“Genealogy is naturalized. The ‘natural’ family is born, and with it, the natural relative: a vulgarity to Victorians who saw the family as a moral institution and resisted its depiction as part of nature. With the natural family, the natural relative, and the personalization of these depictions, there emerges a specific concept of the natural, one that can ‘stand for itself’ as a domain of immutable, fixed, law-like propensities so that it has become common-sensical to describe the ‘real’ parent as the ‘biological’ one” (Franklin 1995:171).
The conclusions reached by feminist anthropologists pushed our understanding of the social and cultural changes caused by science and technology. For example, Donna Haraway’s concept of cyborg subjectivity (which we will read in more detail later in the semester) applied not only to women, but to all people.
Laboratory as Fieldsite. The method of fieldwork grounded in a specific locality (whether that space be physical or virtual) is what binds together anthropology as an academic discipline. As a result, detailed, empirical studies of the localities of science (laboratories, colleges/universities, businesses, governmental offices, etc.) is a key contribution of anthropology to STS. By doing ethnographies of the laboratory (a symbolic representation of these disparate localities of science), anthropologists can better understand the culture of science. Instead of going somewhere exotic to do fieldwork on a ‘tribe,’ anthropologists turned their gaze to scientists. One classic study of the laboratory as fieldsite is Sharon Traweek’s study of Japanese and American physicists (we will be reading a part of this later in the semester). Traweek found that despite cultural differences, both Japanese and Americans scientists shared a similar culture as physicists, where culture is seen as ‘local strategies of making sense.’ This globalized culture of physicists can be in their shared goals, codes of conducts, understanding of time and space (such as access to the particle accelerators, “beamtimes”).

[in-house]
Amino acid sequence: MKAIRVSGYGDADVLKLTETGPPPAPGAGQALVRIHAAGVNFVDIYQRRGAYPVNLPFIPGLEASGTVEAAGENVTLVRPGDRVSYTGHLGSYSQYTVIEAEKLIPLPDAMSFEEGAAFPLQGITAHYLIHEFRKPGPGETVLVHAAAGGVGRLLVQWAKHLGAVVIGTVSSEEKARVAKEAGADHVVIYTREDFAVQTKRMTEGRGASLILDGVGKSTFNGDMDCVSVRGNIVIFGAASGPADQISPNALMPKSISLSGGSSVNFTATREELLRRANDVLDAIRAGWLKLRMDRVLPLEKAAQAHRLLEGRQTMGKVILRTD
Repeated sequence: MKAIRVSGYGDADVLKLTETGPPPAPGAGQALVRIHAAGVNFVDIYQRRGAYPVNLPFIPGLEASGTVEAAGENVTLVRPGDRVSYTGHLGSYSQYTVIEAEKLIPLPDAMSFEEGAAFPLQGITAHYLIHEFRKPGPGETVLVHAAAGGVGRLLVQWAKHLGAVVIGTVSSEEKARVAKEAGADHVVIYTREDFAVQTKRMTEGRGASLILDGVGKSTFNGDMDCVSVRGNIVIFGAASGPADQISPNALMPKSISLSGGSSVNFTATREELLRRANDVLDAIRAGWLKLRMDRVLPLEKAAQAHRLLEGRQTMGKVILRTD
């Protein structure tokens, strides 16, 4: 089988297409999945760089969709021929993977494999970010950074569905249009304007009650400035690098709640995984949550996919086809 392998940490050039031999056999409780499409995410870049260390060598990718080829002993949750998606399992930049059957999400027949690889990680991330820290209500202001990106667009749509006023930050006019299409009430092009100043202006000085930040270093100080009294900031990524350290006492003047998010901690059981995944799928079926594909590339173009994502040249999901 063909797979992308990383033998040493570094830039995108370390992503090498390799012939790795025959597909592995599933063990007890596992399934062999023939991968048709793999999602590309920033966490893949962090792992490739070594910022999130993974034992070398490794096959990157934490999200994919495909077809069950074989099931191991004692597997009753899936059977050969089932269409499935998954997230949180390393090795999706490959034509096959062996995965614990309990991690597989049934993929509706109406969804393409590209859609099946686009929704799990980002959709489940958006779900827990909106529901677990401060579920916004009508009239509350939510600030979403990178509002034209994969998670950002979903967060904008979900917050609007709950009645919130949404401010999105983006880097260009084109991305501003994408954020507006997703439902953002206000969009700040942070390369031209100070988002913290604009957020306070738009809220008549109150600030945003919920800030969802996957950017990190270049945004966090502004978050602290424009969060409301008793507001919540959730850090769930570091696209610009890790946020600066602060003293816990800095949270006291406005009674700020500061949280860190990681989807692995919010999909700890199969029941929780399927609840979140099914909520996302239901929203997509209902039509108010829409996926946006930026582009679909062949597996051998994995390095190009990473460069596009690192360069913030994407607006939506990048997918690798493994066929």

Anthropologists have also looked as the flip side of the ‘culture of science’ – the cultural response of non-professional scientists. I myself have written about this issue in 2003 as scientism. Franklin writes: “… science studies scholars have examined public skepticism toward science, counterposing the view from within science against those of audiences or communities excluded from it” (Franklin 1995:176). This approach emphasizes science and technology as an exercise of power, where social and cultural hierarchies are naturalized within specific historical, political, and economic contexts. This is the point brought out by Arturo Escobar in his seminal 1994 discussion of cyberspace. The concept of biosociality, stemming from Michel Foucault’s examination of the social impact of science, highlights the role that science and technology plays in creating hierarchy: “sociobiology, the social project of reengineering society on scientific principle (i.e. culture modeled on nature), to biosociality, a culturalization of the natural, in which it becomes artificial, and is remade as technique” (Franklin 1995:177).
In the social sciences, Pierre Bourdieu was extremely influential; his models of cultural capital, power, and practice (society and culture emerge from doing) continue to influence how people in the social sciences think today. In terms of understanding science and technology, Bourdieu’s main point is that the social context of science is crucial in understanding how science as a field works, which can be seen in how scientists themselves work. In explaining how science works, Bourdieu also explains why science needs objectivity for the legitimation of its authority.